How Important Is Timing When it Comes to Eating?
Evidence suggests that when we eat, as well as what we eat, matters
Perhaps your mom’s voice still echoes in your head: Breakfast is the most important meal of the day, she might have told you, and don’t eat too close to bedtime — it’s not good for you.
Guess what? Turns out not only was Mom onto something, there’s research to back her up.
Skewing your caloric intake to earlier in the day puts you in sync with your body’s circadian rhythm, the innate tempo that tells your body when it’s time to wake up, when it’s time to sleep, and in a sense, when it’s time to eat and process calories.
Eating patterns have changed during the past 40 years, according to research published in 2017 in Circulation. Today, many US adults skip breakfast, and eat frequently throughout the day and into the night. On average, people eat during 14 hours of each day — nearly every waking hour — and consume 37.5% of their calories after 6 p.m., says Sarah H. Finn, MD, medical director of the Regional Weight and Wellness Center at Dartmouth-Hitchcock Manchester.
That’s a problem. “At different times of day, our body is better equipped to do different activities,” Finn says. By around 6:30 p.m., our bodies are wired to wind down and enter rest-and-repair mode for the remainder of the evening, which means calories we take in at night “go into storage as fat,” she says. Essentially, when you eat in the evening, you eat when the body is not primed to metabolize food.
This isn’t just about waistlines; when we eat has real health ramifications. “The time of day we are eating really does affect our health,” Finn says. By around 6 or 7 p.m., cells become more resistant to insulin, which causes blood sugar to rise, along with the risk of diabetes and cardiovascular disease.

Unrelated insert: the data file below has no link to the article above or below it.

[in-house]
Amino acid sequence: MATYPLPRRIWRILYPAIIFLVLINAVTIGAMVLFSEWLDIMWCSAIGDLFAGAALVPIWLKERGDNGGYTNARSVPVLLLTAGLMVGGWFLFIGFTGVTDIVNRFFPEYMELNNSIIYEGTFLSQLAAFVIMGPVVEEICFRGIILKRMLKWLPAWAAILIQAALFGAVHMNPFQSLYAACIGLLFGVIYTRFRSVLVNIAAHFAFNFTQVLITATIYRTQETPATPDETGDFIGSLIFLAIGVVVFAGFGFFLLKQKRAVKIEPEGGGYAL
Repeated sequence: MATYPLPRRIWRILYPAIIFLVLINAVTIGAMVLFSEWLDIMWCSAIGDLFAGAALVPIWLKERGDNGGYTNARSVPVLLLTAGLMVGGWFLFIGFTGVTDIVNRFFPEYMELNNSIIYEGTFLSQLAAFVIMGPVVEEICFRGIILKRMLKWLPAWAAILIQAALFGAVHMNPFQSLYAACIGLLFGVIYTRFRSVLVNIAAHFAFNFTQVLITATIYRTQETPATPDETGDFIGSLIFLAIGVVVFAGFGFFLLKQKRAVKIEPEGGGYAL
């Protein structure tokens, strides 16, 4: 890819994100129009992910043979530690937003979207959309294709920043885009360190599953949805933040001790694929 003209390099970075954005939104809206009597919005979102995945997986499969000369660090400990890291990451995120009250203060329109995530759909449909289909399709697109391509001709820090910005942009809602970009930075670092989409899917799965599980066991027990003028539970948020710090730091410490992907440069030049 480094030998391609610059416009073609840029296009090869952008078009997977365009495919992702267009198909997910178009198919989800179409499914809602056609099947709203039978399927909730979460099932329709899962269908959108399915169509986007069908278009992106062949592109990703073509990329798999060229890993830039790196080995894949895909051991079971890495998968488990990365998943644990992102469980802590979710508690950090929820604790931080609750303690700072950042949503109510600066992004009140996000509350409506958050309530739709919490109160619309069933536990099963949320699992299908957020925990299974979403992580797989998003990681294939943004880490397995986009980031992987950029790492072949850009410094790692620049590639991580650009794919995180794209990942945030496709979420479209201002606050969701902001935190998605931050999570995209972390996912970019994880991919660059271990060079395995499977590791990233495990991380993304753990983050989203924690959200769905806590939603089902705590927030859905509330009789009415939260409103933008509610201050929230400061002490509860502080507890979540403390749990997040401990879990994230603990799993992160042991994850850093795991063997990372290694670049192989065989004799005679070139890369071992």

Some studies appear to contradict the notion of earlier eating, or at least breakfast eating. For example, an Australian meta-analysis that recently made headlines indicated that people who ate breakfast were likely to consume more calories per day and weigh more than those who skipped it. The quality of the research has been criticized, however, and people’s choice of breakfast foods greatly influences the health consequences that eating breakfast might have, Finn says. Popular breakfast foods such as cereal, pancakes, waffles and processed muffins purchased from a bakery or doughnut shop tend to be high in refined carbohydrates and sugar, leaving you likely to eat more later because you are hungry.
In contrast, eating a protein-based breakfast creates satiety — a sense of fullness that sets the stage for more healthful eating for the rest of the day. “There is pretty good evidence,” Finn says, “that if you give patients the same exact foods — [except some have] 700 calories for breakfast instead of 700 calories for dinner — the patients who have the 700 calories for breakfast tend to weigh less and have better cardiovascular markers than those who have the opposite, or [are] eating more for dinner.”
But don’t worry if it takes time for your appetite to wake up. You needn’t eat at 7 a.m. if you’re not hungry, Finn says, but do plan to have your heaviest meals earlier in the day to align your eating with your circadian rhythm. “We’ve been programmed this way since back in the caveman days,” Finn says, when we hunted and gathered during the daylight hours and slept when it got dark. “That’s really still where we are with our circadian rhythm. We’re still programmed to those caveman days.”
Along with not eating after 7 p.m. and shifting calorie consumption to earlier in the day, Finn advises her patients to be mindful of eating patterns and their body’s cues. “I think that really late-night eating is detrimental to health,” she says, and often goes hand-in-hand with zoned-out TV-watching. Tear your attention away from the TV and pay attention not just to what you’re eating but when and why you are eating. Are you hungry or are you reaching for your go-to chips, crackers or cookies in an effort to soothe your stress or anxiety? Tune in to your body’s cues before you turn on the television and decide whether you really need that nighttime snack.
Ideally, we should aim to restrict eating to an 8- to 10-hour window during the day, Finn says, and respect our body’s need to metabolize the food we’ve eaten and to rest. Because just as Mom suspected, “it’s important to have that balance.”